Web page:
Recently, I was watching an episode of Halt and Catch Fire in which one of the main characters laments the rise of the first person shooter as personified by the original Doom. Her desire is to see more depth than Doom allows for, more room for growth and exploration.
Back in the day, I played Doom, and before that I played Wolfenstein 3D, and the complaint makes sense. As invigorating as these games may be, they are relatively shallow affairs. I wouldn’t argue, however, that this is necessarily the fault of these games or this genre… well, may be the games, but it certainly is not the fault of the genre. First person shooter-style games have evolved to be so very much more than they were in 1993, broadening the definition of what we can and should expect when we sit down to blow something up real good.
More Than an FPS?
In fact, one of the biggest games to fit this expanded description—and certainly one of the best I’ve played in recent memory—hit store shelves just a few weeks ago. Destiny 2, a sequel to the 2014 Bungie title, is stellar. I highly encourage you to check out the Blogcritics review of the game by Michael Prince, where he opens by describing it as a game that “has surpassed all” his “expectations,” and that is exactly how I feel as well.
One of my complaints with the first Destiny is that, at least when initially released, it didn’t branch out that far past a traditional FPS, that the non-FPS elements felt poorly mixed in with the game; that the quests quickly became exceptionally monotonous. These things are fixed here in the sequel (or were fixed through updates to the original). Certainly, the story is more engrossing here than for the initial release of the first game.
I don’t mind saying though that I still find learning about the various weapons and armor upgrades rather daunting. There is just so much loot to be picked up in the game that I’m constantly changing my weapons and armor, sometimes only to find that I really quite prefer my previous setup (and yet, I too regularly dismantle items when I no longer have them equipped). This, in part, shows just how far FPS titles have come from the age of that first Doom, and why it’s important to not dismiss a whole genre out of hand.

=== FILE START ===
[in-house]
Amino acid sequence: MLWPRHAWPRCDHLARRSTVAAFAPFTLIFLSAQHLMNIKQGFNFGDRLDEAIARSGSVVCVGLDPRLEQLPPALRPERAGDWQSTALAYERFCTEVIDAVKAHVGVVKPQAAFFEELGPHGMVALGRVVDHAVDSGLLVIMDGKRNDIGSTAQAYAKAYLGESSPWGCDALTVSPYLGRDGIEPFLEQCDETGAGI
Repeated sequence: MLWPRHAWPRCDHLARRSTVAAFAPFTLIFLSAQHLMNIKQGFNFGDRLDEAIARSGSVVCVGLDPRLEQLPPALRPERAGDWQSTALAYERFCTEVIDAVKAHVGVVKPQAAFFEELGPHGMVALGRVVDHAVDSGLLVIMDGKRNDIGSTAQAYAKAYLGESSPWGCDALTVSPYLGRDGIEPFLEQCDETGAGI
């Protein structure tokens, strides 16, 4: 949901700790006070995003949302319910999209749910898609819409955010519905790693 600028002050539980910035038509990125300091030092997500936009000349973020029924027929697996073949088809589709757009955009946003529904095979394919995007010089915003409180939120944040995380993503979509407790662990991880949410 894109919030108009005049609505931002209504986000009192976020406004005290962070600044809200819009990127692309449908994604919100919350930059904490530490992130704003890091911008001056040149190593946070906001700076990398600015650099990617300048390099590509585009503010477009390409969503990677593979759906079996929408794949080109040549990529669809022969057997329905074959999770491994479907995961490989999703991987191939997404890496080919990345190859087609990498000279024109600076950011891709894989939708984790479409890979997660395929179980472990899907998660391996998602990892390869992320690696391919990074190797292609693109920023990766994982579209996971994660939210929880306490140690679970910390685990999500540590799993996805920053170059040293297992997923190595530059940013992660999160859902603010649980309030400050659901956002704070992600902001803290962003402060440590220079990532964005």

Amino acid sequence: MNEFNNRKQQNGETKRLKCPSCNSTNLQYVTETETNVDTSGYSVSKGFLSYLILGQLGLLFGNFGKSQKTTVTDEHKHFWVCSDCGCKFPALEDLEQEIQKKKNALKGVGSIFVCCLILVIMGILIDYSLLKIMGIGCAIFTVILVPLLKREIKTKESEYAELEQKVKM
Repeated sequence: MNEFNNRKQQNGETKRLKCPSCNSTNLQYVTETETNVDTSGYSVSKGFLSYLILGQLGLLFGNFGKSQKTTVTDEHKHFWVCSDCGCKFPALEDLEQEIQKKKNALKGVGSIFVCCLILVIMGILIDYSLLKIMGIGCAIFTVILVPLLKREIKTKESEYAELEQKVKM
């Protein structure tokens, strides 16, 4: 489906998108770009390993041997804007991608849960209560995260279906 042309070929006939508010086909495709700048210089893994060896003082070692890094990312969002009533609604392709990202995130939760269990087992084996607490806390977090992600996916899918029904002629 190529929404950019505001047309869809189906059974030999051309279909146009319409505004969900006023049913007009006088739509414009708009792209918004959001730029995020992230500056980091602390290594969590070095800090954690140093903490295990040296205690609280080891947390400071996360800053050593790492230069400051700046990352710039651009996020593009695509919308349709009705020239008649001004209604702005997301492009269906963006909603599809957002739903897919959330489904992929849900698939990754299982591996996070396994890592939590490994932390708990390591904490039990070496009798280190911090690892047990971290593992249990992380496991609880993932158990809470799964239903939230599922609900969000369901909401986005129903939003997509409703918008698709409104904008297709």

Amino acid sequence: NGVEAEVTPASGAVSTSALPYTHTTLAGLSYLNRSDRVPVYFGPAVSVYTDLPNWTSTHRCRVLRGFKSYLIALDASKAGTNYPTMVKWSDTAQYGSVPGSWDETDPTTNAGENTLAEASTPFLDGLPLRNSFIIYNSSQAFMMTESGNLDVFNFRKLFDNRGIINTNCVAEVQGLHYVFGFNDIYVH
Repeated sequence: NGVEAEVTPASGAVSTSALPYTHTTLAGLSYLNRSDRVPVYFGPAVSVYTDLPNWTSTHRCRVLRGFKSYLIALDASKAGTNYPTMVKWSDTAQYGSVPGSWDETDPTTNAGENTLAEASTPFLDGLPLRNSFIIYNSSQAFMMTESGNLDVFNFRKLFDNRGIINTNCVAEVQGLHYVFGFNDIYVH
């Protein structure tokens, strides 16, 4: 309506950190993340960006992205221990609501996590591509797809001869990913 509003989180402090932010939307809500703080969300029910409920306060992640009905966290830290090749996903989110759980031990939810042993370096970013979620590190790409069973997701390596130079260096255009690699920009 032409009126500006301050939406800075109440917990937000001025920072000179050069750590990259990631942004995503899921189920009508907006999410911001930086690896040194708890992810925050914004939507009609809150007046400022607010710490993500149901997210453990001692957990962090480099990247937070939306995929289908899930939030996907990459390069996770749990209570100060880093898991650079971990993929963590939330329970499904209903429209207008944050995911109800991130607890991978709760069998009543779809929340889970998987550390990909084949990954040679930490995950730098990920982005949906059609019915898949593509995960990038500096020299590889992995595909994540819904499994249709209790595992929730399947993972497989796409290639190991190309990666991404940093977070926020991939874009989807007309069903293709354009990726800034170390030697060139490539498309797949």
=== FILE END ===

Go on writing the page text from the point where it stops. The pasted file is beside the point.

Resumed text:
The Live-Action Trailer
As with the first game, there has been a huge of amount of marketing here with the sequel. I, for one, particularly enjoy the below live-action trailer.
No, Destiny 2 isn’t a live-action videogame, but I’m including the trailer here as it actually manages to offer up some of the fun that is available in the game (even if the game isn’t quite as irreverent as the trailer). The number of baddies one is constantly facing in the game is almost daunting, they can be found all over the place all the time, and there is a definite emotional reward (as well as in-game loot) for destroying them. This emotional reward is very FPS, but because it’s melded into a game that has more going on than the immediate reward, because the player feels as though they are truly building a character, it works wonderfully.
I have read reports that the original Destiny changed very much through the years and now having played Destiny 2, I very much regret not seeing what that first game became. I would still love even more character-building in this franchise and even more open-worldness, but Destiny 2 is a very impressive feat and well-worth playing.